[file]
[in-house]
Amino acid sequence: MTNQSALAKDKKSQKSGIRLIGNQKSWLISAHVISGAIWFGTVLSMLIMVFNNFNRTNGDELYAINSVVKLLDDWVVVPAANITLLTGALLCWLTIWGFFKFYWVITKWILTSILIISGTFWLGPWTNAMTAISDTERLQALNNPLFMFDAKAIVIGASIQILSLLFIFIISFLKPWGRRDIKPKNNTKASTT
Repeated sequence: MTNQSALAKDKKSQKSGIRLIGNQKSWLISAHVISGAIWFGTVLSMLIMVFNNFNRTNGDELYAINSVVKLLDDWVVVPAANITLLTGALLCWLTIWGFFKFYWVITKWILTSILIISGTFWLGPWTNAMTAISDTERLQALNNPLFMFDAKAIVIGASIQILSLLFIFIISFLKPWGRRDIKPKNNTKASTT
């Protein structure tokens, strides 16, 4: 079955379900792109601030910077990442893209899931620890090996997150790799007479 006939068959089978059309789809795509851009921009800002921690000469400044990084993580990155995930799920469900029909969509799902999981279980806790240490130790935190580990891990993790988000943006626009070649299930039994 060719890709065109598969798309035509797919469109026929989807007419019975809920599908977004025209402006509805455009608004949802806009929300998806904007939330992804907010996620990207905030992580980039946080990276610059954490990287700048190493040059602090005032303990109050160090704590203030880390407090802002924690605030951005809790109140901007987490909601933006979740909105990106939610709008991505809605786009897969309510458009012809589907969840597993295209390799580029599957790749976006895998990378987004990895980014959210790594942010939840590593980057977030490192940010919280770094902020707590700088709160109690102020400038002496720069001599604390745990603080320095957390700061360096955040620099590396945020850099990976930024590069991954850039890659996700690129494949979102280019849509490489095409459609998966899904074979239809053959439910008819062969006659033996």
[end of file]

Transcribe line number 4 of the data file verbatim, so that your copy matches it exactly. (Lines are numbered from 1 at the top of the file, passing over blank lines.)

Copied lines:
């Protein structure tokens, strides 16, 4: 079955379900792109601030910077990442893209899931620890090996997150790799007479 006939068959089978059309789809795509851009921009800002921690000469400044990084993580990155995930799920469900029909969509799902999981279980806790240490130790935190580990891990993790988000943006626009070649299930039994 060719890709065109598969798309035509797919469109026929989807007419019975809920599908977004025209402006509805455009608004949802806009929300998806904007939330992804907010996620990207905030992580980039946080990276610059954490990287700048190493040059602090005032303990109050160090704590203030880390407090802002924690605030951005809790109140901007987490909601933006979740909105990106939610709008991505809605786009897969309510458009012809589907969840597993295209390799580029599957790749976006895998990378987004990895980014959210790594942010939840590593980057977030490192940010919280770094902020707590700088709160109690102020400038002496720069001599604390745990603080320095957390700061360096955040620099590396945020850099990976930024590069991954850039890659996700690129494949979102280019849509490489095409459609998966899904074979239809053959439910008819062969006659033996």